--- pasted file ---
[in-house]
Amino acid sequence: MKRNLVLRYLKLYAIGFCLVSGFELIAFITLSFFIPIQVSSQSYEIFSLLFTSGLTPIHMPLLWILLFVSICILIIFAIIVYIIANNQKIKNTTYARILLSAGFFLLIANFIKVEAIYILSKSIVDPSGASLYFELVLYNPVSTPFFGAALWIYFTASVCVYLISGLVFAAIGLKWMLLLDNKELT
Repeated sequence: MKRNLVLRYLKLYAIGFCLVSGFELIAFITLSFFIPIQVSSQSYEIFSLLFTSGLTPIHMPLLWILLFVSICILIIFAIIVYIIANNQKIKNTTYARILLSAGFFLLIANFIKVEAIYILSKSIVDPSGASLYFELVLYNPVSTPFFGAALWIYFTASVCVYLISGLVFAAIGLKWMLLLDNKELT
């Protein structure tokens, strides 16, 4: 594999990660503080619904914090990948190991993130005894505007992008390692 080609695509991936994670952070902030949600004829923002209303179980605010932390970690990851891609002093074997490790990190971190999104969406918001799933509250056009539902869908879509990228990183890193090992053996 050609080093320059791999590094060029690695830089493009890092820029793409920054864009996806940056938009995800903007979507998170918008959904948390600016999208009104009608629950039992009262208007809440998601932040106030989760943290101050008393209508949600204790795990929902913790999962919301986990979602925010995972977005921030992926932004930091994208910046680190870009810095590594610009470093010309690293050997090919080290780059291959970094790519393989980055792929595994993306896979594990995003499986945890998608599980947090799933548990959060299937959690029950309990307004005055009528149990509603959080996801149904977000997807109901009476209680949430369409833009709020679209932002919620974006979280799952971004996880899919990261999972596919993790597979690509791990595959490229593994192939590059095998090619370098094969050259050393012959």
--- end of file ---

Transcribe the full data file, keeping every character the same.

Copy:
[in-house]
Amino acid sequence: MKRNLVLRYLKLYAIGFCLVSGFELIAFITLSFFIPIQVSSQSYEIFSLLFTSGLTPIHMPLLWILLFVSICILIIFAIIVYIIANNQKIKNTTYARILLSAGFFLLIANFIKVEAIYILSKSIVDPSGASLYFELVLYNPVSTPFFGAALWIYFTASVCVYLISGLVFAAIGLKWMLLLDNKELT
Repeated sequence: MKRNLVLRYLKLYAIGFCLVSGFELIAFITLSFFIPIQVSSQSYEIFSLLFTSGLTPIHMPLLWILLFVSICILIIFAIIVYIIANNQKIKNTTYARILLSAGFFLLIANFIKVEAIYILSKSIVDPSGASLYFELVLYNPVSTPFFGAALWIYFTASVCVYLISGLVFAAIGLKWMLLLDNKELT
């Protein structure tokens, strides 16, 4: 594999990660503080619904914090990948190991993130005894505007992008390692 080609695509991936994670952070902030949600004829923002209303179980605010932390970690990851891609002093074997490790990190971190999104969406918001799933509250056009539902869908879509990228990183890193090992053996 050609080093320059791999590094060029690695830089493009890092820029793409920054864009996806940056938009995800903007979507998170918008959904948390600016999208009104009608629950039992009262208007809440998601932040106030989760943290101050008393209508949600204790795990929902913790999962919301986990979602925010995972977005921030992926932004930091994208910046680190870009810095590594610009470093010309690293050997090919080290780059291959970094790519393989980055792929595994993306896979594990995003499986945890998608599980947090799933548990959060299937959690029950309990307004005055009528149990509603959080996801149904977000997807109901009476209680949430369409833009709020679209932002919620974006979280799952971004996880899919990261999972596919993790597979690509791990595959490229593994192939590059095998090619370098094969050259050393012959």